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I'm writing a testing system and i all i want to do is to count how many seconds had user spent on this question. i.e. i print question(standard System.out.println), then wait 5 seconds and if within these 5 seconds user answered(through standard input), i want to keep this value. If user hasnt provided an answer in 5 seconds, it must skip this question and continue. The problem is - im reading user answers via Scanner object, and something like in.nextInt() is uncontrollable, i suppose.

How can i solve this problem? Here is fragment of my code without that functionality, can you give me some hints what to add?

    public void start() {
    questions.prepareQuestions(numQuestions);
    Scanner in=new Scanner(System.in);
    boolean playerIsRight=false,botIsRight=false;
    int playerScore=0,botScore=0;
    for (int i = 0; i < numQuestions; i++) {
        questions.askQuestion(i);
        System.out.print("Your answer(number): ");
        playerIsRight=questions.checkAnswer(i,in.nextInt()-1); //in.nextInt() contains the answer
        botIsRight=botAnswersCorrectly(i + 1);
        if(playerIsRight){ playerScore++; System.out.println("Correct!");}
        else System.out.println("Incorrect!");
        if(botIsRight) botScore++;
        System.out.print("\n");
    }
    if(botScore>playerScore) System.out.println("Machine won! Hail to the almighty transistors!");
    else if(playerScore>botScore) System.out.println("Human won! Hail to the power of nature!");
    else System.out.println("Tie. No one ever wins. No one finally loses.");
}
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1 Answer 1

up vote 0 down vote accepted

I would use two threads in this case. The main thread writes questions, waits for answers, and keeps score. A child thread reads standard input and sends the answers to the main thread, perhaps via a BlockingQueue.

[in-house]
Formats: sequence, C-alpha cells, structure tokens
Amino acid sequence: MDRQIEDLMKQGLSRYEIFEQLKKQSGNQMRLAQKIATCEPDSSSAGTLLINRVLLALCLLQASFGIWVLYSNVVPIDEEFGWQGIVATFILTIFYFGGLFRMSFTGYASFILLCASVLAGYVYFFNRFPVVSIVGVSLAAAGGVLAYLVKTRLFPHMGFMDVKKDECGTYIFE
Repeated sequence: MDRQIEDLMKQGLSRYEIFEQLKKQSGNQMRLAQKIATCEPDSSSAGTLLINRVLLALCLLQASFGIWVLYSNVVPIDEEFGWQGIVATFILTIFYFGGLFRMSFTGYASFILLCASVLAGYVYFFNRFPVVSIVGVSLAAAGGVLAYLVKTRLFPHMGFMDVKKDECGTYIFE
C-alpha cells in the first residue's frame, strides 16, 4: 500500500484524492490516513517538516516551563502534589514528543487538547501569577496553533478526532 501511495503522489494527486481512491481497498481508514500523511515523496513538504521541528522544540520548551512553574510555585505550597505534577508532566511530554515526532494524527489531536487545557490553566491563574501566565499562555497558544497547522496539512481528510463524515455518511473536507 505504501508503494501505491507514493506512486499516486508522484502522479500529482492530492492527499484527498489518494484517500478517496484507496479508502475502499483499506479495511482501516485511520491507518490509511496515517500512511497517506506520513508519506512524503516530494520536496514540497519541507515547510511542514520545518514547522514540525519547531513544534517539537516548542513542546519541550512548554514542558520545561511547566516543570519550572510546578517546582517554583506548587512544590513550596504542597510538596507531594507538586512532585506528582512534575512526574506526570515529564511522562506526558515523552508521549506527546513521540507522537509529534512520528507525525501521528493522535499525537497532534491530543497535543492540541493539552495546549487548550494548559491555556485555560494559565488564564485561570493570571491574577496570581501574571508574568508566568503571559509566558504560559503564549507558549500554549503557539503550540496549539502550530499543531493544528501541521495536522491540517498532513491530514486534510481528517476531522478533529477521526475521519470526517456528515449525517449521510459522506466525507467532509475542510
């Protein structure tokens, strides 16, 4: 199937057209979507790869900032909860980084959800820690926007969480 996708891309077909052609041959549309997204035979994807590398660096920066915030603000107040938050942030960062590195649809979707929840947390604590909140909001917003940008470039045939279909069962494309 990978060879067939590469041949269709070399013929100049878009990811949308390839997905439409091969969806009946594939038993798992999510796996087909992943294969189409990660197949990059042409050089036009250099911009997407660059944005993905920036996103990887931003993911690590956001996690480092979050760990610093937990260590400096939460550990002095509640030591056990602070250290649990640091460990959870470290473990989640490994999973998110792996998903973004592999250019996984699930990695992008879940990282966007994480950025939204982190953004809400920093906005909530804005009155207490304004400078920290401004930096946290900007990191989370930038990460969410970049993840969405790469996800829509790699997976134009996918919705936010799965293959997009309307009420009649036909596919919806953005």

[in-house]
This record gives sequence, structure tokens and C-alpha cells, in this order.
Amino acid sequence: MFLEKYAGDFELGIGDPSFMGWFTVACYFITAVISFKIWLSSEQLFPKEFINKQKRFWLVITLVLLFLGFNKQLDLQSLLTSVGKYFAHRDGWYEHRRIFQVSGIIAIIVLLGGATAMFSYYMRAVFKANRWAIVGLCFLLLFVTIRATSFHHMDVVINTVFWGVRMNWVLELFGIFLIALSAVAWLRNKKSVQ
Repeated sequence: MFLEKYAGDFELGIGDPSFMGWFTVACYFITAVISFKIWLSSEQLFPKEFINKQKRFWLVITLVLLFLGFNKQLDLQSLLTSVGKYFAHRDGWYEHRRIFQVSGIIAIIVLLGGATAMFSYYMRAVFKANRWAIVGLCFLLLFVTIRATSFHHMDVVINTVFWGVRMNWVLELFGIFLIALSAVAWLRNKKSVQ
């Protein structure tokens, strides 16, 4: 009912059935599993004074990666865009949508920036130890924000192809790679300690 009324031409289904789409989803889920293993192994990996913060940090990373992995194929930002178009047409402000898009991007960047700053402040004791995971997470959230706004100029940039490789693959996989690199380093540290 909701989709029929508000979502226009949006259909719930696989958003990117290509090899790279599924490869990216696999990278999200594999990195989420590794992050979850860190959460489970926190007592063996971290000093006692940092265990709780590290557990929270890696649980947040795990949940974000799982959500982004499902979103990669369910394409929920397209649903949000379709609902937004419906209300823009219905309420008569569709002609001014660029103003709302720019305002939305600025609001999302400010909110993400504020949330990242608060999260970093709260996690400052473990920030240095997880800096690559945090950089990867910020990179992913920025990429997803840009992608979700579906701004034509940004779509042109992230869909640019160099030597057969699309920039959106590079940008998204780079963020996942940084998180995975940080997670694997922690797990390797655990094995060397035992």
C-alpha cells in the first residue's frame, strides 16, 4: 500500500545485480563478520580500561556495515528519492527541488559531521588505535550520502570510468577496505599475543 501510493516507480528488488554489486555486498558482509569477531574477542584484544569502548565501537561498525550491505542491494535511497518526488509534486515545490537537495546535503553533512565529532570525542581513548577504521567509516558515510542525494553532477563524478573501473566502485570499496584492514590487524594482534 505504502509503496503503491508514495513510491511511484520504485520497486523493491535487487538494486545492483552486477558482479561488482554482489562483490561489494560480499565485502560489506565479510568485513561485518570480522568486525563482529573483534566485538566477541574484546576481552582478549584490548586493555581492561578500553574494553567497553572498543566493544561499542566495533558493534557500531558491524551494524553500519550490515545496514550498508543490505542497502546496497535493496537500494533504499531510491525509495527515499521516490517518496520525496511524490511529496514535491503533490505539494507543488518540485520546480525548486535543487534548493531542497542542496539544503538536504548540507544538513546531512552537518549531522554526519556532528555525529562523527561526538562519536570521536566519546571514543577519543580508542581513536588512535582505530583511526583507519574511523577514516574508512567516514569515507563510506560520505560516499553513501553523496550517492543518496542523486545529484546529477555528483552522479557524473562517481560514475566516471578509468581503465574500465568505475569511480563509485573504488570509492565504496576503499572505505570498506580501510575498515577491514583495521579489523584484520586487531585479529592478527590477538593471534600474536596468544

The main thread can wait for five seconds for an answer by using the poll() method on the blocking queue:

…
BlockingQueue<Integer> answers = new SynchronousQueue();
Thread t = new ReaderThread(answers);
t.start();
for (int i = 0; i < numQuestions; ++i) {
  questions.askQuestion(i);
  System.out.print("Your answer (number): ");
  Integer answer = answers.poll(5, TimeUnit.SECONDS);
  playerIsRight = (answer != null) && questions.checkAnswer(i, answer - 1); 
  …
}
t.interrupt();

If this call returns null, the main thread knows that the child thread didn't receive any input during that time, and can update the score appropriately and print the next question.

The ReaderThread would look something like this:

class ReaderThread extends Thread {

  private final BlockingQueue<Integer> answers;

  ReaderThread(BlockingQueue<Integer> answers) { 
    this.answers = answers; 
  }

  @Override 
  public void run() {
    Scanner in = new Scanner(System.in);
    while (!Thread.interrupted()) 
      answers.add(in.nextInt());
  }

}

Used on System.in, the Scanner will block until the user presses Enter, so it might happen that the user has entered some text but not yet pressed Enter when the main thread times out and moves on to the next question. The user would have to delete their pending entry and enter a new answer for the new question. I don't know of a clean way around this awkwardness, since there's not a reliable way to interrupt the nextInt() call.

share|improve this answer
    
It can be lame, but what if i will start a new thread after asking a question, call wait(timeout) and in new thread i will wait for answer and after receiving it, i will call notify() on object in parent thread. Will it work? –  Anton Nov 19 '10 at 20:45
    
I just checked - its not working :) –  Anton Nov 19 '10 at 20:59
    
You could roll your own solution using using wait and notify, but as you've seen, it's tricky to get it right. Using a BlockingQueue is roughly equivalent, but it's bundled in a clean, reliable package. –  erickson Nov 19 '10 at 21:01
    
Im working now with your solution, and i dont understand one thing: do i have to put all cycle between t.start/t.interrupt, or only input reading part? Because it doesnt seem to work the way you wrote in your snuppet. –  Anton Nov 19 '10 at 21:18
    
@Anton - the stuff inside your original for loop should be in the new loop. That's what the ... is. When you say it doesn't seem to work, can you describe exactly what you are seeing? –  erickson Nov 19 '10 at 23:08

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